Tuesday, December 13, 2005

AWSP offers shell access at Alexa?

I thought Amazon Mechanical Turk was one of the strangest things I've seen in a while, but Amazon is weirding me out again with their new Amazon Web Search Platform (AWSP).

AWSP is supposed to be a developer framework to innovate on top of the crawl and index data available from Alexa. As part of this package, it appears the AWSP offers ssh access to the Alexa cluster where you can write arbitrary C code.

This is either incredibly bold or absurdly foolish. On the one hand, this could be a useful platform for some developers, a utility computing server farm where you can rent machines by the CPU hour and access the incredible Web data available from Alexa. On the other hand, arbitrary C code can do arbitrary things, nicely accessing the data it is supposed to or evilly cracking the machine, fondling other people's data, and launching attacks on other servers.

You have to hand it to Amazon. They've been doing an amazing job thinking outside the box lately. But, sometimes, the box is there for a reason.

Update: In the comments, a couple people are arguing that these accounts appear to be isolated in virtual machines and that I may be overstating the risk. They might be right, perhaps I am being too paranoid, especially given that there are easier targets out there.

6 comments:

Anonymous said...

I haven't looked at it, but unless Unix has a bug, users should be protected from each other. I assume they also limit network access in various ways on those boxes.

Greg Linden said...

It's really the potential for mischief that I'm concerned about. Ideally, yeah, users would be isolated, the servers bulletproof, and network access crippled.

However, I am concerned that people will be clever about finding ways to abuse this system in truly unexpected ways. We'll find out soon enough, I suppose.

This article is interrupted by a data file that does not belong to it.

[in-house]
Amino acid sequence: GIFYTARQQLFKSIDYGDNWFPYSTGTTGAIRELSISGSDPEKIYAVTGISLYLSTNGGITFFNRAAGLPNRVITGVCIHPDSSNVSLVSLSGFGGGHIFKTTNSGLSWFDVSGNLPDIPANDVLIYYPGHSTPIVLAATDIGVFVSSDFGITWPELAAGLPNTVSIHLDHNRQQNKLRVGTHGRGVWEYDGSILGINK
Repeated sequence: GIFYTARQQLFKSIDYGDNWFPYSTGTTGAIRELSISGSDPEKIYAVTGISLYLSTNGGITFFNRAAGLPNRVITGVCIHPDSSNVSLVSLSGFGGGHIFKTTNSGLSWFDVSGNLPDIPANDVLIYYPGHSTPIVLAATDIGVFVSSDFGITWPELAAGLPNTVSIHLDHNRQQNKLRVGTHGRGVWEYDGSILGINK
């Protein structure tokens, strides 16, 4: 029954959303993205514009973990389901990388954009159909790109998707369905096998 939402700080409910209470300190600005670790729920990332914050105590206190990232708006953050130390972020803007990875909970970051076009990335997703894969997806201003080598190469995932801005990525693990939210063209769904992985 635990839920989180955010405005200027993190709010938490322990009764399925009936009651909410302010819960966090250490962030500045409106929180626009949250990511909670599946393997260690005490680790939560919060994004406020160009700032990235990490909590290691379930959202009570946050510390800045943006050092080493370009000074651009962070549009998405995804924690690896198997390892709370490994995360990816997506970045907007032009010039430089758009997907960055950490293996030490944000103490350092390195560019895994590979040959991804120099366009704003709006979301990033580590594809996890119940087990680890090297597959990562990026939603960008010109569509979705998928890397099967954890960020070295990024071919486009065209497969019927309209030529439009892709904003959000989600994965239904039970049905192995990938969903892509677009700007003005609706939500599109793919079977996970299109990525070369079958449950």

Christian Langreiter said...

I'd assume they've spent quite some time thinking about those issues. Probably you get access to fresh VMs ("vm01"); I think it's quite within reach to lock those down appropriately.

Greg Linden said...

Thanks, Christian. Perhaps you're right. This may look no worse than the issues involved with leased shared servers, both for Alexa and AWSP users.

But, that brings up another question. Who is the target? Would companies be willing to entrust their data and code to any shared environment?

If the target is not companies, how many individuals would be willing to pay the costs of this service (a single scan of the 100T crawl data would cost at least $1/50G * 100T = $2000)?

Anonymous said...

My guess is that this is another classic case of a large company extrapolating "too far" from what's interesting internally and assuming it's interesting to anyone else.

Mechanical Turk? Interesting if you're amazon and can't hire fast enough. Not amazon... then you probably don't care.

Search web services? Interesting if you can't get one of your subsidiaries to innovate fast enough. Not amazon... then you probably don't care.

And any issues like you pointed out (why would you want to share so much with Amazon) are just dismissed by insiders, even though those ultimately prove to be the reason these things (see passport) don't catch on.

Amazon is rapidly becoming Microsoft. About 87% of what Microsoft produces never makes it out the door. Another 20% makes it out the door but ultimately doesn't catch on (everything except xBox, Office and the OS). All the money's made in the last 10%.

For amazon that's product sales + marketplace sales. That's it. Everything else is R&D (or bloat, depending on how you see it)

Ho John Lee said...

Greg - on the crawl data costs, I'm thinking that for many vertical search applications, you'd do an initial selection on the index metadata, and avoid touching the full crawl data until you know what you want to build a new index on.

I haven't read far enough to tell if that's possible, or whether you'd just have to move each arc file across anyway.